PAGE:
VERN has been reviewing movies since 1999 and is the author of the books SEAGALOGY: A STUDY OF THE ASS-KICKING FILMS OF STEVEN SEAGAL, YIPPEE KI-YAY MOVIEGOER!: WRITINGS ON BRUCE WILLIS, BADASS CINEMA AND OTHER IMPORTANT TOPICS and NIKETOWN: A NOVEL. His horror-action novel WORM ON A HOOK will arrive later this year.

This entry was posted on Thursday, March 15th, 2012 at 3:05 pm and is filed under Comedy/Laffs, Drama, Reviews. You can follow any responses to this entry through the RSS 2.0 feed. You can skip to the end and leave a response. Pinging is currently not allowed.

52 Responses to “Young Adult”

  1. Damn. I was going to rent this last night but ended up with TinTin instead. After such high and lofty praise I suppose I’ll have to check it out.

    Glad to hear that the ‘cute’ and ‘edgy’ slang bullshit didn’t translate from Juno to this. I really really despised Juno, and no solely because I hated the screenplay so much. I couldn’t get behind anything in that film, and I’m a fan of 95% of the people involved. I would like to like a Diablo Cody film. They just don’t seem to be making them for ‘me’. We’ll see how YA shakes out.

    As an aside about the YA craze, well, I’m a twenty-six year old and I recently read the Hunger Games off of a friends recommendation. They were quite enjoyable, easy to read, fun, engrossing. I’m looking forward to the film, although I don’t think it’s going to be the Second Coming or anything. I’d be happy if it was just fun. Haven’t read Twilight or any of the other YA crazes of late, and don’t have much interest in doing so, but I wouldn’t write off an entire shelf of books just because of the demographic they are aimed at.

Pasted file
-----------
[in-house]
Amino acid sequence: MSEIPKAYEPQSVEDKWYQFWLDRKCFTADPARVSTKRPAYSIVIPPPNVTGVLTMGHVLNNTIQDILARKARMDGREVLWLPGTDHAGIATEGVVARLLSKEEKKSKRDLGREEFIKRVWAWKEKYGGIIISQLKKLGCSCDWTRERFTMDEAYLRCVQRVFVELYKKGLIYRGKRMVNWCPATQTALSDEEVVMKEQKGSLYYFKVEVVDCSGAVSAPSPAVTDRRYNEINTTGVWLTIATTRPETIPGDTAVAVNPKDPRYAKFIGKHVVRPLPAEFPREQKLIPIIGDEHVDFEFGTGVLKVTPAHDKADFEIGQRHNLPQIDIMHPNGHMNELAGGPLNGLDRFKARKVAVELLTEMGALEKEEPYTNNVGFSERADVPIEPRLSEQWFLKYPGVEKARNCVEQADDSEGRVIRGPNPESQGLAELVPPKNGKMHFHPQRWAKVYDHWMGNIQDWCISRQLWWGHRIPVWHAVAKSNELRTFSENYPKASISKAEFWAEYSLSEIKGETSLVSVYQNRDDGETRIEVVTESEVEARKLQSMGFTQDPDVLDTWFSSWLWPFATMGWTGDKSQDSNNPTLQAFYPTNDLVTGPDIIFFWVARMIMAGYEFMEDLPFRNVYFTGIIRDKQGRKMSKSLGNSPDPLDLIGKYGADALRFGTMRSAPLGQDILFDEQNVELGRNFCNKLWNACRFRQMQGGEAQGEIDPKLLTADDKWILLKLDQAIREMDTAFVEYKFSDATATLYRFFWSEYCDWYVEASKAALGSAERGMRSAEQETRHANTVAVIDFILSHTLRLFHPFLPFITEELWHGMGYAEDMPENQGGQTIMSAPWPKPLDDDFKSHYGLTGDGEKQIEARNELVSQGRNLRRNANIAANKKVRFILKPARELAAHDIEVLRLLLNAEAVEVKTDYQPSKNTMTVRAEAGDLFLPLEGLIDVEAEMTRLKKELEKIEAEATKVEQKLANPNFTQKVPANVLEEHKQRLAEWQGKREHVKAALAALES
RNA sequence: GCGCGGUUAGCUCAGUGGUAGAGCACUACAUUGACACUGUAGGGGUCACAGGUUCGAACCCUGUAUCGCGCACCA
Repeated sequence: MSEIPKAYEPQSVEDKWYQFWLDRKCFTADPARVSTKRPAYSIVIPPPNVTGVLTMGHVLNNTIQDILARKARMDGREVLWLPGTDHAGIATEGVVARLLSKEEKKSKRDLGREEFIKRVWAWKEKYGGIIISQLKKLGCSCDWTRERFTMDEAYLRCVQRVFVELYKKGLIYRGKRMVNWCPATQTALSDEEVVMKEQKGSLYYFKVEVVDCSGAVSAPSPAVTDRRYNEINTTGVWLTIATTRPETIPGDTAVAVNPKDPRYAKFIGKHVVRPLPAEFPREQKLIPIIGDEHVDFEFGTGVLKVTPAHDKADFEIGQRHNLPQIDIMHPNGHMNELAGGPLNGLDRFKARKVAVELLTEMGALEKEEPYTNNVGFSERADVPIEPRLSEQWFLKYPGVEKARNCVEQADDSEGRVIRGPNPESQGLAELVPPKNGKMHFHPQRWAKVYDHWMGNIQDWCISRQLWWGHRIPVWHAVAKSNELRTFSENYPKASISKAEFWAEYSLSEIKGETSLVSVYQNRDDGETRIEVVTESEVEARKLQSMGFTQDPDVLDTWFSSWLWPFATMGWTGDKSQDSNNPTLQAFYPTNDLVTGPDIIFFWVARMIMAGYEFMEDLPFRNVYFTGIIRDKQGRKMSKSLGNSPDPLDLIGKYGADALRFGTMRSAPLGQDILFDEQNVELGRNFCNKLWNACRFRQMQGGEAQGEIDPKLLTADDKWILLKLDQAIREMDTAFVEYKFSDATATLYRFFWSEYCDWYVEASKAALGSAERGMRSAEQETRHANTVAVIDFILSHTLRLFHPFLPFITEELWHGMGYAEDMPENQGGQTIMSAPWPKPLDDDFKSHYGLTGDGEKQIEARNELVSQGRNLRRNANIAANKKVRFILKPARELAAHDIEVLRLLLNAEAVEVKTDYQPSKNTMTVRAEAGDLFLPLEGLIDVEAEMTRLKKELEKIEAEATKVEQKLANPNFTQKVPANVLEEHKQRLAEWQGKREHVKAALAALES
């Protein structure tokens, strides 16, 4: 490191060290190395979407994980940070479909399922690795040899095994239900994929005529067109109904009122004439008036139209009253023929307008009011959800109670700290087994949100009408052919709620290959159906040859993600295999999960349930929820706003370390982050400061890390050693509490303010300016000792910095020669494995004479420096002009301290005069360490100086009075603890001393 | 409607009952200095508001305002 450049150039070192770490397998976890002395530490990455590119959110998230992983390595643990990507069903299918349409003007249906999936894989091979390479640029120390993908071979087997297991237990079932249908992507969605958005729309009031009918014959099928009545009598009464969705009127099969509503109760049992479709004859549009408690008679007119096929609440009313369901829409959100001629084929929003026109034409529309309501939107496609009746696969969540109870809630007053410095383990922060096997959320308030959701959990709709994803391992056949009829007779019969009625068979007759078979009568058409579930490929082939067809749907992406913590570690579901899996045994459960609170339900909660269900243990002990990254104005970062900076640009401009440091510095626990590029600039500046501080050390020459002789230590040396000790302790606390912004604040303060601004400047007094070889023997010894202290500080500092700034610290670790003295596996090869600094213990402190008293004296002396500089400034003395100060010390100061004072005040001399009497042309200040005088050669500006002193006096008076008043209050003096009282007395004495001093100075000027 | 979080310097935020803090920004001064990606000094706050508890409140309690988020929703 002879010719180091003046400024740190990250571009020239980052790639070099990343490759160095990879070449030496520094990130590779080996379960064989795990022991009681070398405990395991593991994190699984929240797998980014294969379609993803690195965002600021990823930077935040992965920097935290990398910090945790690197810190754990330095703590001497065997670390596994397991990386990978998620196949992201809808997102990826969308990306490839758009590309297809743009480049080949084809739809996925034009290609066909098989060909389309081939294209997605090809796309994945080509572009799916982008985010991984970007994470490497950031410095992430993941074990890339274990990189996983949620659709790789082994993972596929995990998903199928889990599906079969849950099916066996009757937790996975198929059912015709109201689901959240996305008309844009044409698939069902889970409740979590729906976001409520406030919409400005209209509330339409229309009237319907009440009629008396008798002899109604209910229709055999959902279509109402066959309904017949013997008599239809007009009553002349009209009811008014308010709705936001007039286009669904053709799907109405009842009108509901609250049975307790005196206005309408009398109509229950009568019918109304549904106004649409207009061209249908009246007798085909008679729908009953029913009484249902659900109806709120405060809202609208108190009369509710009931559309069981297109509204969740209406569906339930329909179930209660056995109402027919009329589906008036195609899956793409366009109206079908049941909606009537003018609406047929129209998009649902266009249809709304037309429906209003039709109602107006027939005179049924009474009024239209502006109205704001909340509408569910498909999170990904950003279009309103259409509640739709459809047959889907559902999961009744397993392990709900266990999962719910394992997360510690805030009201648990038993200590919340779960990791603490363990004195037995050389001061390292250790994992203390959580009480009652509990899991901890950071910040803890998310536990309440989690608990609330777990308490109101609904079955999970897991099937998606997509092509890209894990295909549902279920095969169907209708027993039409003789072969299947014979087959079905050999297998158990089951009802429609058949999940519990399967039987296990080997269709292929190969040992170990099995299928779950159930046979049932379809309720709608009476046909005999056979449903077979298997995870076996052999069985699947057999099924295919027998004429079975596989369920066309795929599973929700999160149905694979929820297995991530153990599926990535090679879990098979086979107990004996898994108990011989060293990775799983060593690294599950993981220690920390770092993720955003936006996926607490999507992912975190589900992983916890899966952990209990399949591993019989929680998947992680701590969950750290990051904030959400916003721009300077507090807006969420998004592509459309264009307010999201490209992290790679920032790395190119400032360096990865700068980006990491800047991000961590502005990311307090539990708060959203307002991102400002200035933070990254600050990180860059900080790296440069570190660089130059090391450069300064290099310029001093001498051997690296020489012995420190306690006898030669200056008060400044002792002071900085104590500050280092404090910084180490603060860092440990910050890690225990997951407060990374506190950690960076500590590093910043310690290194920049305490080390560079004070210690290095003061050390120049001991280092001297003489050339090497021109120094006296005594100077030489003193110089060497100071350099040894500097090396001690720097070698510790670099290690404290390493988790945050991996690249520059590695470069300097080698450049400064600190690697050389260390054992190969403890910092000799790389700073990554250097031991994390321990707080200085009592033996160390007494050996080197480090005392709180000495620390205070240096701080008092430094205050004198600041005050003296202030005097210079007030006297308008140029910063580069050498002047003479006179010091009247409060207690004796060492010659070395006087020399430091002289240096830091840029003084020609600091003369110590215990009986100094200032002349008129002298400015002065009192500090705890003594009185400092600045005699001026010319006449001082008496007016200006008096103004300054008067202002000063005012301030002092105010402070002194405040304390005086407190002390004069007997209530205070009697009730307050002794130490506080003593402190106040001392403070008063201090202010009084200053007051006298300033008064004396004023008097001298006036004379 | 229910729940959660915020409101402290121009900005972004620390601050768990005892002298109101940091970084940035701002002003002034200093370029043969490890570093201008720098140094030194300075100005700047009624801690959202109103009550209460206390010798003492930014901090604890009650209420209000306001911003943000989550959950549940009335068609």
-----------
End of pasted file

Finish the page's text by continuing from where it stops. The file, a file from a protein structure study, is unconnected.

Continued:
I like a little bit of everything.

  2. Vern — consider seeing THANK YOU FOR SMOKING. It’s smarmy, sure (not as much as the trailers would make it seem, though) but uses its smarm for valid artistic purposes. The way JUNO’s self-conscious hipness felt forced to most people but was actually INTENTIONALLY forced to tell us something about the character, so too is Eckhart’s character smug in an effort to hide his own principles. If the movie is a little too glib for its own good, Eckhart’s performance is surprisingly human and that balances it out nicely. Give it a shot.

    And, I’d also like to point out that if there’s anyone who isn’t impressed by a book about Steven Seagal, I haven’t met them yet.